Alternatively to waiting for the borrower’s application, the lender (or, at the SBA’s discretion, a third party purchasing the covered loan in the secondary market) may submit a report to the SBA of the expected forgiveness amount for a covered loan (or a pool of covered loans) up to 100% of the principal amount of the covered loan (or pool of covered loans), and the SBA will purchase the covered loans within 15 days after receiving the report (the same as if the expected forgiveness amount was the principal amount of a guaranteed section 7(a) loan).[52]

How Will Lenders Treat Forgiven Loans for Tax Purposes?

The amounts forgiven under this program will be considered canceled indebtedness by an authorized section 7(a) lender.[53] However, the amounts of the forgiveness will not be includible in the borrower’s income for federal income tax purposes.[54]

The Interim Debt Service Program

The Act provides temporary relief applicable to section 7(a) loans—other than the new §636(a)(36) loans described above that are eligible for deferment and forgiveness—loans to state development companies (i.e., under 15 U.S.C. §695), and loans made under the SBA’s Microloan Program (i.e., 15 U.S.C. §636(m)), including those already in the secondary market.[55]

Lenders are encouraged to provide payment deferments and to extend the maturity of these loans during the national emergency declared by the President with respect to the Coronavirus Disease 2019 (COVID-19).[56]

Nonetheless, the SBA will pay the principal, interest and other associated fees for these loans, provided the loan is not in default, for a period of six months (commencing within 30 days after the applicable payment is due):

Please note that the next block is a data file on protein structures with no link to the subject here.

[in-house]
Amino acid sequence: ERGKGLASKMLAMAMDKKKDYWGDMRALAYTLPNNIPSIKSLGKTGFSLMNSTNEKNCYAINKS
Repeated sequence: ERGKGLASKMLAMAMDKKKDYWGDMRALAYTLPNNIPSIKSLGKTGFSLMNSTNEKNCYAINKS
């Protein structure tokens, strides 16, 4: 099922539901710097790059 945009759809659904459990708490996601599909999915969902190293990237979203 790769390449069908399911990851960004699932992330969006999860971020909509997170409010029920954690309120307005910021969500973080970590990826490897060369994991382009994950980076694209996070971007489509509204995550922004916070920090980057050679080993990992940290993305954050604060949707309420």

• if the loan was made before March 27, 2020 and has not been deferred, the SBA will pay these amounts on behalf of the borrower for six months beginning with the next payment due;
  •  if the loan was made before March 27, 2020 and has been deferred, the SBA will pay these amounts on behalf of the borrower for six months after the deferment period ends; and
  • if the loan was made between March 27-September 27, 2020, the SBA will pay these amounts on behalf of the borrower for six months beginning with the first required payment.[57]

Regulatory Easing

While these interim payments are being made by the SBA, federal and state regulators are encouraged not to require the lenders to increase their reserves on account of receiving these payments from the SBA.[58]

The SBA will waive the statutory limits on maximum loan maturities applicable to these loans, if, between March 27, 2020-March 27, 2021, the lender provides a deferral and extends the maturity date.[59]